Appearance is going to be a matter of taste, as is the high-tech interior with the massive central console that compartmentalises the front seats into very distinct areas.
Out goes any conventional gear lever and instead there is a tiny joy stick positioned in the middle of the console, looking more like a video game control and, with a screen above and below it, the similarities continue.
But it is a comfortable enough cabin with good rear seat space and, at least, there is a steering wheel that looks very familiar so the driver gradually starts to feel at home.
And there are plenty of creature comforts such as eight-way powered and heated front seats, air conditioning, multi information 4.2 inch display screen, rain-sensing wipers, rear-view camera (needed as the boot lid is quite high), 11 speaker JBL sound system, Toyota Touch 2 with Go Plus navigation and multimedia pack and there is even a heated steering wheel for those cold winter nights.
For increased safety, Mirai is fitted with a pre-collision warning system, lane departure alert and a radar controlled blind spot mirror.
On the Road
Press the starter button and again it’s more a video game time with no perceptible start-up sound – more in hope than expectation you press the accelerator and away she goes, whirring like a giant sewing machine.
Response to the throttle is instantaneous and linear, the harder you press the faster it goes (up to the 11 mile limit) and the higher the whine of the motors – in some instances it sounds more like an aircraft on a runway taking off than a car.
This is a feature of the motor that has a generous 335 Nm (247 lbf/ft) of torque available at the end of the drive-by wire connections before the power reaches the 17 inch alloy wheels at the front.
Toyota claims a sub-10 second sprint time to 62 mph and it’s easy to believe as the instant reactions immediately pull the bulk of the Mirai along, while lifting off suddenly retards progress – a sensation which initially needs a bit of adaptation to your normal driving style.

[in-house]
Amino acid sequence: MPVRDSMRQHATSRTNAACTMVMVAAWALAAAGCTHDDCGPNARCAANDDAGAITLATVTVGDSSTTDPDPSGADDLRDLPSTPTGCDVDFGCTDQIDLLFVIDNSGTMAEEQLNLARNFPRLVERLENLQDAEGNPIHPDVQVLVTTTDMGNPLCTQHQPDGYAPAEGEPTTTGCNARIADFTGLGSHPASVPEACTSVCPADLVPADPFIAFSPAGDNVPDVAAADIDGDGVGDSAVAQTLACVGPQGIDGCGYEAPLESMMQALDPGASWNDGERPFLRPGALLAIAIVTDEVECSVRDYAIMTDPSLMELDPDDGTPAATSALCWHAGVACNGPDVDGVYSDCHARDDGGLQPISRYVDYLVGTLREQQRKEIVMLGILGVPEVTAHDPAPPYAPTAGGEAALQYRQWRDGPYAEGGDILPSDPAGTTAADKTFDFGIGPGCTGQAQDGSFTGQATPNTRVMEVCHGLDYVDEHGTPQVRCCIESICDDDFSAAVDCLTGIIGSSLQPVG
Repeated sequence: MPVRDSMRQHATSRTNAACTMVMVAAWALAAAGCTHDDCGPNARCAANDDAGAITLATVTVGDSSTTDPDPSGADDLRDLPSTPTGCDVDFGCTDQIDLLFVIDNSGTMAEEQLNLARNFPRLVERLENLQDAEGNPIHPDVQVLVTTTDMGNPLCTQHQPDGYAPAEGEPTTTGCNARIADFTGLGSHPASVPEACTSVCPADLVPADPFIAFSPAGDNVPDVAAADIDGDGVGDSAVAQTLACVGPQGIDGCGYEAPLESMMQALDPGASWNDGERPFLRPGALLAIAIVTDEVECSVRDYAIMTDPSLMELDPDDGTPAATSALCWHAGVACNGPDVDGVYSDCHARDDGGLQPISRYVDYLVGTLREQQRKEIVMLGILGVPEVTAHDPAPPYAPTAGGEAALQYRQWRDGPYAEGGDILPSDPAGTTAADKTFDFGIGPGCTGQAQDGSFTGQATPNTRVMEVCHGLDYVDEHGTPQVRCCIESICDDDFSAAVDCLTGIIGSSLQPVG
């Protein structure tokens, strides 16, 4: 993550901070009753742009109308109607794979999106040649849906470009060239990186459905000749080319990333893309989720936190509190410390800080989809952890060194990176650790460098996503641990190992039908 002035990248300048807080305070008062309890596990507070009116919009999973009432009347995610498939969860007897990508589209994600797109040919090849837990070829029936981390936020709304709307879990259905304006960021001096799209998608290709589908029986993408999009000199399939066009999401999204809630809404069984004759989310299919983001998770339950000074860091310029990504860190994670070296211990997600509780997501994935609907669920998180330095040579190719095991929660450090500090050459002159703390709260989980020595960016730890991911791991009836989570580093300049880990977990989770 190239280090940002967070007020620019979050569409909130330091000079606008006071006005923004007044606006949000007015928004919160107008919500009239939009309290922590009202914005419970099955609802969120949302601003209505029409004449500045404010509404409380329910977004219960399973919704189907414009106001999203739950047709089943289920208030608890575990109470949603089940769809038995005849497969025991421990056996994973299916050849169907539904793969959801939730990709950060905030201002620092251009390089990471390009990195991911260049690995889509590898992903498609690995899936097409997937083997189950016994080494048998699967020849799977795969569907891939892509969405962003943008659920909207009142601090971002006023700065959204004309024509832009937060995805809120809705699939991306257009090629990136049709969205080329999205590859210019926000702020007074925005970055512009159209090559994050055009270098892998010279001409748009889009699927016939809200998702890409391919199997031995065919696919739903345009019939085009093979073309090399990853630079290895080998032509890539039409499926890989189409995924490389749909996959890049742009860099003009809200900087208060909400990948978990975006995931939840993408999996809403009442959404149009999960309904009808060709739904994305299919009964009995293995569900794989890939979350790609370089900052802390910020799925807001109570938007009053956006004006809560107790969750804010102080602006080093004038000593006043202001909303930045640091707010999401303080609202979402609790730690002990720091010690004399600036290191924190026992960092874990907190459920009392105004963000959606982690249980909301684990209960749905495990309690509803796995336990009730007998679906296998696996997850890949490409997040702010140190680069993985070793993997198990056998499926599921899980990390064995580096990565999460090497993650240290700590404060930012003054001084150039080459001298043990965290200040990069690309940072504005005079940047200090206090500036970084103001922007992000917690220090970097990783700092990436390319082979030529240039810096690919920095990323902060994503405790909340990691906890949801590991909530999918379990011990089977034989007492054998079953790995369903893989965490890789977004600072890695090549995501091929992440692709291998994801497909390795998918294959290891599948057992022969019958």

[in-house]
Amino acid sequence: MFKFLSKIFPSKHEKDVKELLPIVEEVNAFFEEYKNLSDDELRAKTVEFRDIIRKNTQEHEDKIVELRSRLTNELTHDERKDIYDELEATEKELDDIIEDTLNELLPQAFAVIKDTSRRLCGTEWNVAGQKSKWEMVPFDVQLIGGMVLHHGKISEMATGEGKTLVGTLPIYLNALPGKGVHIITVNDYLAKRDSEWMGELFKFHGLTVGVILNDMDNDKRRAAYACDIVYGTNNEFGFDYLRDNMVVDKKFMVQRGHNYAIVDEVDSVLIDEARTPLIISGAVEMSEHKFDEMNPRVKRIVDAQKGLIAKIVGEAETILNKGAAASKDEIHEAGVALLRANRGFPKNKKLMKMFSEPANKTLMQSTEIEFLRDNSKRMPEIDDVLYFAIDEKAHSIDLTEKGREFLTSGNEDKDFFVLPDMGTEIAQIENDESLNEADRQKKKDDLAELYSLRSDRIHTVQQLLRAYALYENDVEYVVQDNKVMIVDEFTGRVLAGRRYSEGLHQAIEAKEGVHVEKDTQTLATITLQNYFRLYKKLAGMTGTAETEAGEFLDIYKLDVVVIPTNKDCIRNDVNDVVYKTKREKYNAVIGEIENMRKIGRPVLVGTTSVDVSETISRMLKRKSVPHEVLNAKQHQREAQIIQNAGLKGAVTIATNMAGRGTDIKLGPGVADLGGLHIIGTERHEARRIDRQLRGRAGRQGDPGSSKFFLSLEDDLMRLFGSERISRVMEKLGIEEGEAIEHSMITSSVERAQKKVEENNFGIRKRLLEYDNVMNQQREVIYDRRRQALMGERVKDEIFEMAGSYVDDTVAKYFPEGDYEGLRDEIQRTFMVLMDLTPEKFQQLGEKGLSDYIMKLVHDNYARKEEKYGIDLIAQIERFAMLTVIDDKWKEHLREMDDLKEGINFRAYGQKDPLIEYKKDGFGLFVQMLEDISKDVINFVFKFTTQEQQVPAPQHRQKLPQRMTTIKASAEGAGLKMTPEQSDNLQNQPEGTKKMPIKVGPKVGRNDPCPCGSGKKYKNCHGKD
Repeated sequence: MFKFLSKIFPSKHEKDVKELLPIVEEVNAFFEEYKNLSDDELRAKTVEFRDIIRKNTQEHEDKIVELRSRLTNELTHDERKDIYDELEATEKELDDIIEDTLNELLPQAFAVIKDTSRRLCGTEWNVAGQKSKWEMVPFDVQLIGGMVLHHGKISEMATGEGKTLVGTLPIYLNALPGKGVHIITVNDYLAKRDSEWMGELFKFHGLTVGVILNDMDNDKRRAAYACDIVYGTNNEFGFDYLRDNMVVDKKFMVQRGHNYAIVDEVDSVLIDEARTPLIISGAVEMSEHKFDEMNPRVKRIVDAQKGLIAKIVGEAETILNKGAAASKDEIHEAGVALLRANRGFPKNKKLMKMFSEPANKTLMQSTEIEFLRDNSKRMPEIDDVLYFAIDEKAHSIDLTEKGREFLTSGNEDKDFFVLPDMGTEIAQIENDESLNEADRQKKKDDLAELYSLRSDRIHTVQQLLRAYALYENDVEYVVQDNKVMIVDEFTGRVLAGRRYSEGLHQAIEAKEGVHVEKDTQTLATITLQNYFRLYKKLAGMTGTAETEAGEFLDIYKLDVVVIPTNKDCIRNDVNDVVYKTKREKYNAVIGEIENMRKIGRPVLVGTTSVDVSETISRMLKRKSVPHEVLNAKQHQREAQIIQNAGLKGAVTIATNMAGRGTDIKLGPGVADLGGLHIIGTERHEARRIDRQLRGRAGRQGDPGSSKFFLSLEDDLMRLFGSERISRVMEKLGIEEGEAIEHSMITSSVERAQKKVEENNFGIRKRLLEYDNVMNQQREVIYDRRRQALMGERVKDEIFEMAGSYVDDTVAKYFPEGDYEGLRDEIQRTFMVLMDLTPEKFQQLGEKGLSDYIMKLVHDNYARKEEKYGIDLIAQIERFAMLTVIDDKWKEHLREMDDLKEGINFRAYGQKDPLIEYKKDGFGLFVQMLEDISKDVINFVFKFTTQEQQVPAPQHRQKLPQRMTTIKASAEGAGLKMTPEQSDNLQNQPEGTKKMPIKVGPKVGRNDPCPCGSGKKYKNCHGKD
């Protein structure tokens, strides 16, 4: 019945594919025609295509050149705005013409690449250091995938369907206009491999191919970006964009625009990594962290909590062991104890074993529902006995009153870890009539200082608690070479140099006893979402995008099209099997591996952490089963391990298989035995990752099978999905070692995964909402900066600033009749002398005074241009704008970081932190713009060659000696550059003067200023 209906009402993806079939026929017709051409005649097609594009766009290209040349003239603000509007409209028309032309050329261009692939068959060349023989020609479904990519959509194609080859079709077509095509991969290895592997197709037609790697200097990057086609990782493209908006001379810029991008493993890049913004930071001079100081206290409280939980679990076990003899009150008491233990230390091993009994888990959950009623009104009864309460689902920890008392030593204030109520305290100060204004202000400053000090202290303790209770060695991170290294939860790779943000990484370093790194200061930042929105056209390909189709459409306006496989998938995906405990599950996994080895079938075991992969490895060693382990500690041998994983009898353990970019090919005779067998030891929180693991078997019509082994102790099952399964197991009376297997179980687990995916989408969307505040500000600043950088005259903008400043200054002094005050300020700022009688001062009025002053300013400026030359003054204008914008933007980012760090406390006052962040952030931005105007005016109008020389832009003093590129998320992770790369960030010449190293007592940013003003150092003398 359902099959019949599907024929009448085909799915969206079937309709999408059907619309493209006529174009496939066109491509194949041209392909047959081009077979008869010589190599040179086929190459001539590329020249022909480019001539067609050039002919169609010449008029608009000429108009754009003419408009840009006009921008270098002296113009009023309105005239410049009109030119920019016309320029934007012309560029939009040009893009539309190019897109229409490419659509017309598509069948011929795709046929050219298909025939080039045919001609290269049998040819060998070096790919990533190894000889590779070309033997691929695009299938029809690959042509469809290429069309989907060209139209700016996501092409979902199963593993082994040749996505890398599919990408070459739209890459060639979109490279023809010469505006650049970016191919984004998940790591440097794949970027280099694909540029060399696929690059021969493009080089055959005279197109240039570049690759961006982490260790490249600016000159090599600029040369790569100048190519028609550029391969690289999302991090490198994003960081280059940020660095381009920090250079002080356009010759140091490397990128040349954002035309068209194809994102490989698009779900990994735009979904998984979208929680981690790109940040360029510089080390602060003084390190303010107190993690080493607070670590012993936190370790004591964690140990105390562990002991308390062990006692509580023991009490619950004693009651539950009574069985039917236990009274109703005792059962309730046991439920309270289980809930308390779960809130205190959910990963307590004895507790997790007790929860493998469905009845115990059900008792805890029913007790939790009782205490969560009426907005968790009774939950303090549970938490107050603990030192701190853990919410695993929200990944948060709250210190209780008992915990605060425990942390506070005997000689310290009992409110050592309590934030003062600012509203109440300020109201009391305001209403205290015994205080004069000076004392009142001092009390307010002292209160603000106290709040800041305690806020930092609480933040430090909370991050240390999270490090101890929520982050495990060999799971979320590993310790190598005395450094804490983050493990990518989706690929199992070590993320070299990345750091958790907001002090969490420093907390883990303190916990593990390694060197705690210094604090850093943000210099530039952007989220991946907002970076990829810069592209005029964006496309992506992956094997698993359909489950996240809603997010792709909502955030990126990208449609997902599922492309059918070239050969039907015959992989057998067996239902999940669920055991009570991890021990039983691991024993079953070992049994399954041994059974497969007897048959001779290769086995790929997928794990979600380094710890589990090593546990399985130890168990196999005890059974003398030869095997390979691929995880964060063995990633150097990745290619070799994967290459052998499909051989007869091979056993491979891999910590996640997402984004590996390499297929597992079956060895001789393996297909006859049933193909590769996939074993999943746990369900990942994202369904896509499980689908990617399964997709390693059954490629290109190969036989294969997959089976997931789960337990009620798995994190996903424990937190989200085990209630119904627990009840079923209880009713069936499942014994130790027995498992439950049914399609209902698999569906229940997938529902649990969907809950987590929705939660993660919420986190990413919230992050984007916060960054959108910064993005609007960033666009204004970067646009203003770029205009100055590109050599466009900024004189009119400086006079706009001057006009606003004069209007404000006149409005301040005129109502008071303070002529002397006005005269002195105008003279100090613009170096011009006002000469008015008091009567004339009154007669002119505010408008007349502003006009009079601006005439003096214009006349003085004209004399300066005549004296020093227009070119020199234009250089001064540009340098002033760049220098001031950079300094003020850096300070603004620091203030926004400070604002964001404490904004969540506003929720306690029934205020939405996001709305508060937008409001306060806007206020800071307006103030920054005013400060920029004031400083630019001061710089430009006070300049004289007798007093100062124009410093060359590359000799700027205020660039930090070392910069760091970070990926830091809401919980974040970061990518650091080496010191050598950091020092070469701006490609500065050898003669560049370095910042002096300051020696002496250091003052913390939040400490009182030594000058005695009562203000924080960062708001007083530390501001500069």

Braking in this case also helps in the regeneration of power as well as bringing everything calmly to a halt.
Some might find the steering feedback from the rack and pinion layout a little lacklustre and it can be a tad on the lifeless scale; this is, perhaps, in part due to the lack of accompanying engine tone, but it feels poised, relaxing and assured if unspectacular.
The bulk of the vehicle and the weight it is carrying means that Mirai is a sizeable piece of metal to push around but the conventional set-up of MacPherson strut front and torsion beam rear suspension copes well, even making the handling feel light and free-flowing.
The chassis balance is stable enough with a good weight balance and low centre of gravity, thanks to the various components being dotted around the car.
Mirai may not be the prettiest car you could imagine and it certainly isn’t the most sporting but it could well be the clearest indication yet of the future of the motor car and at an affordable price.
Electric cars have still to solve the problem of limited distance; hybrid cars still rely on fossil fuels in one form or another so fuel cell vehicles such as the Mirai have to be the way forward.
But before you get too enthusiastic there is still one major stumbling block….. where do you re-fuel a hydrogen car.
At the moment there are just a handful of hydrogen fuel stations open in the UK so getting anywhere is very restrictive. A major investment in a hydrogen network is required to make this type of vehicle practical and as yet no-one is doing that.
Mirai is a brave and positive step forward in a world that could one day need that bravery.
Wheels-Alive Tech Spec:
Vehicle: Toyota Mirai
Engine: Toyota Fuel Cell and Permanent AC synchronous electric motor
Power: 152 bhp (114kW)
Torque: 335 Nm (247 lb/ft)
0-62mph: 9.6 seconds
Top Speed: 111 mph
Fuel Consumption (Official Figures):
Urban: 0.69 kg/100km
Extra-Urban: 0.80 kg /100km
Combined: 0.76 kg/10km (equivalent to 67 mpg)
CO2 Emissions: Zero
Price (On the Road): £66,000 (before £5,000 OLEV grant)